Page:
Though the same objects might be used as either, there is a difference between these. An amulet is a device to focus power, usually a symbol-bearing object, either crafted or natural, worn bound to the body, like a necklace, ring, or stud. It's capacity to channel the Magician's power is inherent in its symbol or substance. A good example might be an Amethyst birthstone necklace worn by an Aquarian. It "feels good" on her, and she is at her best when she wears it. Her Capricorn sister might find it tepid and enervating, and prefer the green fire of her Emerald, or the ancient warmth of a scarab carved in Lodestone. A talisman is a device to evoke a connection with another person or entity. The power of talismans lies not in what they are made of, but in the people (or other souls) with whom they have been associated. If, for example, a spiritually powerful friend has given you a crystal necklace like the one mentioned above, you may wish to wear it during your ritual to remind you that you have the spiritual support of that person. The Shaman is able to use talismanic gifts from other species to gain access to their wide range of spiritual experience and power, such as a staff made from a yucca stalk to which one was led by a Burrowing Owl. Talismans can also be used to "steal" the power of others, as with a scalp taken from a warrior you have defeated. Taken in coup, a lock of hair might do as well, exerting a covert influence upon the living.


Each time you conduct a candleburning Celebration, you choose to use a particular number of candles arranged in some particular way. The group of candles so set for a Celebration is called a Field of Lights, or Stellium. Your Field may consist of only one candle, or as many as you desire, and may include candles which have different significance in the event. Most candles can be recognized to fill one or more of the following three functions, Altar Candles, Index Candles, and Mission Candles.

ALTAR CANDLES, usually used in pairs, often white or black, establish a consecrated space, and also set the tone of the Celebration. White Altar Candles are used to evoke hope for the future purity and success of the result being sought by the Magician. Black Altar Candles are burned to acknowledge the end of something, or the submitting of something into the past. There is a special name for a pair consisting of one white and one black, that is, Janusary Altar Candles. This is for the Roman Janus, a god with two faces, one looking into the past, the other into the future. This is also the source of the name of our month January. Janusary Altar Candles would be appropriate in rites of passage, or of hail and farewell.

An INDEX CANDLE is a personal candle used to represent and to identify the Celebrant (the person burning the candles), the Enchanted (the one to whom the desired effect is to happen), or some other specific individual. The colors and other such elements help to establish the identity and link the spiritual intention of the Celebrant to the Enchanted. That is, Index Candles are magic to focus spiritual power on particular persons. Using a talisman for the heartstone of a self-dipped Index Candle is very powerful magic.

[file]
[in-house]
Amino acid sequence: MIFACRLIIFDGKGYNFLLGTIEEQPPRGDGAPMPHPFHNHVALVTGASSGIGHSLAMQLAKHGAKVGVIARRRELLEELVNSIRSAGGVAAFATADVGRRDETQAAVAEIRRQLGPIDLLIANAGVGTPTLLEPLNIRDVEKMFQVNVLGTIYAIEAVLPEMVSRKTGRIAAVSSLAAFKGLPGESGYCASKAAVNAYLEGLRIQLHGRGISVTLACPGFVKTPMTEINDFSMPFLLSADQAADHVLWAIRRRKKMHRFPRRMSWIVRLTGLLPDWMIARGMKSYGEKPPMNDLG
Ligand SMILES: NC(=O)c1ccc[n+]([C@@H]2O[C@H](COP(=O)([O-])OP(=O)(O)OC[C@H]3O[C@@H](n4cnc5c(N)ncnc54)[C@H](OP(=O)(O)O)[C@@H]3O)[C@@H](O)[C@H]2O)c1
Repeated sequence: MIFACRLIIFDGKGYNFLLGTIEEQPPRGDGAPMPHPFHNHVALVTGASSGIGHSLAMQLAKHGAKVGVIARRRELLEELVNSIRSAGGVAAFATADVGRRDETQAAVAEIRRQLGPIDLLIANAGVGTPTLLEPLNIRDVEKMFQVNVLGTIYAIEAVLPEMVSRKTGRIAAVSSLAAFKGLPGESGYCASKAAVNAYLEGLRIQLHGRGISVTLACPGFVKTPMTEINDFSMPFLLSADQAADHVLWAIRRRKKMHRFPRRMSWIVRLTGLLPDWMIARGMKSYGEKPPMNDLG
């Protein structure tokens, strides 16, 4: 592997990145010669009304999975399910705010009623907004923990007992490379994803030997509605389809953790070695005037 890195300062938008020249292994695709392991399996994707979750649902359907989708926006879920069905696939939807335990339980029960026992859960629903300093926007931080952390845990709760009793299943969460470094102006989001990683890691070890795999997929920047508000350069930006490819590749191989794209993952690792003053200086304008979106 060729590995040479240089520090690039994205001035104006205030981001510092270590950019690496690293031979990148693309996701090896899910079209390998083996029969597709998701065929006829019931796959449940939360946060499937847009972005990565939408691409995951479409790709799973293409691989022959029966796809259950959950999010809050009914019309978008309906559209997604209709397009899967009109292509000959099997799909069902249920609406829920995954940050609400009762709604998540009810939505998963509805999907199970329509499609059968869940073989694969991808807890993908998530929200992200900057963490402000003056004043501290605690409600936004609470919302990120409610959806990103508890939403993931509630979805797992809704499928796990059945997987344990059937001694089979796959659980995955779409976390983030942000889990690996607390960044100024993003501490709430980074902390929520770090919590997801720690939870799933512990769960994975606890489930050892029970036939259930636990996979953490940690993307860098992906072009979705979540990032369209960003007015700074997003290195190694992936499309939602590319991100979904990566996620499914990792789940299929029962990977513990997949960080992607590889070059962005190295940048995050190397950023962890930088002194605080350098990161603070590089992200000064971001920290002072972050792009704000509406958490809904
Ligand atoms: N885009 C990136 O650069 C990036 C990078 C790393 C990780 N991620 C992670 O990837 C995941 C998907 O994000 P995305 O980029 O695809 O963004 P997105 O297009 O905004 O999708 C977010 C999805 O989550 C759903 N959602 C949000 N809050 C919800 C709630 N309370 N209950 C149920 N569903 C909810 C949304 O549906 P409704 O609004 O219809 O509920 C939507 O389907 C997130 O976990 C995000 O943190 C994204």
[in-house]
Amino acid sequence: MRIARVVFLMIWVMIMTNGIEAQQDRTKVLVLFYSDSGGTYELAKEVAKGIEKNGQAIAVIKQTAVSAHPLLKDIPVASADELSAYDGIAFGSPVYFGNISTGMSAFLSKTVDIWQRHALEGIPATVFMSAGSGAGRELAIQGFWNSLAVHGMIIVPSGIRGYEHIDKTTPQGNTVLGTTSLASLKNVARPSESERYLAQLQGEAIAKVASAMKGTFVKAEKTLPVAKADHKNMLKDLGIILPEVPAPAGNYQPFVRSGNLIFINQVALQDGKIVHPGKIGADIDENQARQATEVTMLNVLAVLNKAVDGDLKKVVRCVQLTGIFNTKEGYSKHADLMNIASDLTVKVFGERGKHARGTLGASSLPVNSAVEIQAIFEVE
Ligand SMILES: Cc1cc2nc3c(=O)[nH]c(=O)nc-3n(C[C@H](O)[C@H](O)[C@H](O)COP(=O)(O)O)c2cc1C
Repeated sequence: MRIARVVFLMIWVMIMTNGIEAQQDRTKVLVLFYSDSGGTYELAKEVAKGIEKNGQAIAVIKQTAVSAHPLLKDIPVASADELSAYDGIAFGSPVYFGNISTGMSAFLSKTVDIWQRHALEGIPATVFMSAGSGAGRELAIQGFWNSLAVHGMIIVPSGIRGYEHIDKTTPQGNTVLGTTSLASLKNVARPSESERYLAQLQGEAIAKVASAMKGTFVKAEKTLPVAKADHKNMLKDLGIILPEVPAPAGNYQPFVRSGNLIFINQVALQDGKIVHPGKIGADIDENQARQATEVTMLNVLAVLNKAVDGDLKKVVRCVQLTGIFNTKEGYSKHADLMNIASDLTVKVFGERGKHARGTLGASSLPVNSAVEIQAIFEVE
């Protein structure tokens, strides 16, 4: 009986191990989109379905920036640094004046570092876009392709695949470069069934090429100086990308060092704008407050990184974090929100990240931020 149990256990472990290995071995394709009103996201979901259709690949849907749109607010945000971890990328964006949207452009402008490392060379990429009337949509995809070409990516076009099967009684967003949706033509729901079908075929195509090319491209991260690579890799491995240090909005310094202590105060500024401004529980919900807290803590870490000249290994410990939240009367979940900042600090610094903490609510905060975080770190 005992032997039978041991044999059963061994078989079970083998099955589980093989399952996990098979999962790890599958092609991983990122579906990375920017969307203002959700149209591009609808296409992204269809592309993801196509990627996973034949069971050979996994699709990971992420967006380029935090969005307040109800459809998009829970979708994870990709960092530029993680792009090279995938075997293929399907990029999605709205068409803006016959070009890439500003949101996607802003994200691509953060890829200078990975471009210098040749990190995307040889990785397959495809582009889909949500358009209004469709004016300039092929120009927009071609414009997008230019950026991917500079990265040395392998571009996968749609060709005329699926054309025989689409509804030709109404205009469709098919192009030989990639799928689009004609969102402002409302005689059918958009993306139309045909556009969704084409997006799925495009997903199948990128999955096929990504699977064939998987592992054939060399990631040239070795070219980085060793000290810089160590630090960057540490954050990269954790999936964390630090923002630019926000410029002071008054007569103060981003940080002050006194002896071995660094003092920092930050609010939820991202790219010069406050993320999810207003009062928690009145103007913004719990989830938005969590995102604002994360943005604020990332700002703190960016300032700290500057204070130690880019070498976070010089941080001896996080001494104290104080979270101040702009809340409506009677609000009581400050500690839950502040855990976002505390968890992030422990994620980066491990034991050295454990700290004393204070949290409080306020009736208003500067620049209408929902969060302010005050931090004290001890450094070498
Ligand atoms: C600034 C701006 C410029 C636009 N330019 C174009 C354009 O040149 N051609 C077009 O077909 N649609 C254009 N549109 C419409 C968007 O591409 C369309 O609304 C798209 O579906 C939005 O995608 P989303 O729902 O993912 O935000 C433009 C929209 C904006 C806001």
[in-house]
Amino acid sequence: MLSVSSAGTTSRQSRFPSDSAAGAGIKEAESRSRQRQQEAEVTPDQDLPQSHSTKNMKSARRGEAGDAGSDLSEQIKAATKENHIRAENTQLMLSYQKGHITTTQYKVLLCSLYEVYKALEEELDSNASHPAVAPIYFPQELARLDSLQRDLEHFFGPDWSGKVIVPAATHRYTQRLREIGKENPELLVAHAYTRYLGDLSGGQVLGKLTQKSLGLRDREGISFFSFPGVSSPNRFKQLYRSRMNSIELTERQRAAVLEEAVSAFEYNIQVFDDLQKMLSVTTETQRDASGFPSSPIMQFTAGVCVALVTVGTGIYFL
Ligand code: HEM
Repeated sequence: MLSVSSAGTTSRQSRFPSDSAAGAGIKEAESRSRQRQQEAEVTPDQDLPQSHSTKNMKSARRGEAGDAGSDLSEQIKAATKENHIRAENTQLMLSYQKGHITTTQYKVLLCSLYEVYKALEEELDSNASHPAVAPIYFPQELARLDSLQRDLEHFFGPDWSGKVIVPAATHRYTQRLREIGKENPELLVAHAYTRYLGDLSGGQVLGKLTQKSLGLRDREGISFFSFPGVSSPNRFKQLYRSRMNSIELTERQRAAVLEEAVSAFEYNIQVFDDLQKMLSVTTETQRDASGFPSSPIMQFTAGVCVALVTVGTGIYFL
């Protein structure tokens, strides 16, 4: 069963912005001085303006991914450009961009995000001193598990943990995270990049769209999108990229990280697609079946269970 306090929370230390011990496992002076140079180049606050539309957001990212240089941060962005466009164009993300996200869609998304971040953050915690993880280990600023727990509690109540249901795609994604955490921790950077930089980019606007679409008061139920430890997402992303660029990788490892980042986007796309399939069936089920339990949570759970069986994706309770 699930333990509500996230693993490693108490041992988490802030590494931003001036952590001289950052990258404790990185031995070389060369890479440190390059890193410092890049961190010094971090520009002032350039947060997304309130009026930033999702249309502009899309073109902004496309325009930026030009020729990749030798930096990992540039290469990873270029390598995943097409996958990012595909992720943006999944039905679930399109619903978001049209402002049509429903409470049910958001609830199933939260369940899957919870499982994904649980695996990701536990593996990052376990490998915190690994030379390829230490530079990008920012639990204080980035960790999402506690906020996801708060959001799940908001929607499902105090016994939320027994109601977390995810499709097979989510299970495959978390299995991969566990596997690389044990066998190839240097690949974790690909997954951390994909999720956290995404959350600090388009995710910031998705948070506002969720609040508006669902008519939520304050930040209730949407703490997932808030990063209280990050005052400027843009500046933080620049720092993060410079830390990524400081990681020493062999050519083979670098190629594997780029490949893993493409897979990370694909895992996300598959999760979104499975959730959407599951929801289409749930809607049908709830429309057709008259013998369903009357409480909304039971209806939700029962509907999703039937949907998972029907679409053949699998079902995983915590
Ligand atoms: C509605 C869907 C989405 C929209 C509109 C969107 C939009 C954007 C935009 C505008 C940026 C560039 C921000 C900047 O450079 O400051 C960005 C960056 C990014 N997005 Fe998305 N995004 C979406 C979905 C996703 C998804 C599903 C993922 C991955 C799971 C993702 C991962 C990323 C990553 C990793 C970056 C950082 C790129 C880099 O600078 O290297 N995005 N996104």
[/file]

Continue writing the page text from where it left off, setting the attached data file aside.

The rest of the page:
A MISSION CANDLE is used to represent the reason for the ritual, the mission you wish to accomplish. The different colors and stones represent characteristics of the desired result. That is, Mission Candles are magic to focus spiritual power on particular events, qualities, or conditions.

If a Magician were to host a candleburning Celebration to help an injured friend, for example, her Field of Lights might consist of a pair of white Altar Candles, a pink Index Candle for herself, a blue Index Candle for the Enchanted, and two green Mission Candles, with heartstones of Bloodstone to strengthen the flesh, and of Garnet to staunch the spilling of blood. Another Magician might use a single white candle with a heartstone of blood-red Ruby.

The days of the week are also common magical associations.


Monday's colors are pink and silver. Monday is ruled by the Moon. (Note Spanish "Lunes", from luna, moon.) Monday is a good day for rituals for travel, long-range plans, dreams, messengers, and reconciliation after separation. The time between a pre-dawn rising of the Moon and sunrise Monday is the strongest time to pray for the more tender emotions in your relationships, for gentleness, and temperance, as well as erotic and sensual pleasure.

Tuesday's power color is red. Tuesday is ruled by Mars. (Note Spanish "Martes", from Mars.) Tiu's day gets its name from a Norse god of war, hence an association with Mars, another god of war, for whom the red planet was named. Since the Martian influence is strength, health, vitality, leadership, and combat, Tuesday is an excellent day for rituals involving war, sports, and lawsuits, and also those involving surgery, violent injury, or struggle against a disease.

Wednesday takes strength from yellow and orange. Named for Woden (Odin), Wednesday is associated with Mercury. (Spanish "Miercoles".) Wednesday is strongest for rituals involving communication, eloquence, business negotiation, establishing contact, and also for artistic inspiration, scientific insight. Wednesday is the time of peak influence for the creative intellect, for taking delight in knowledge, perception, and reasoning.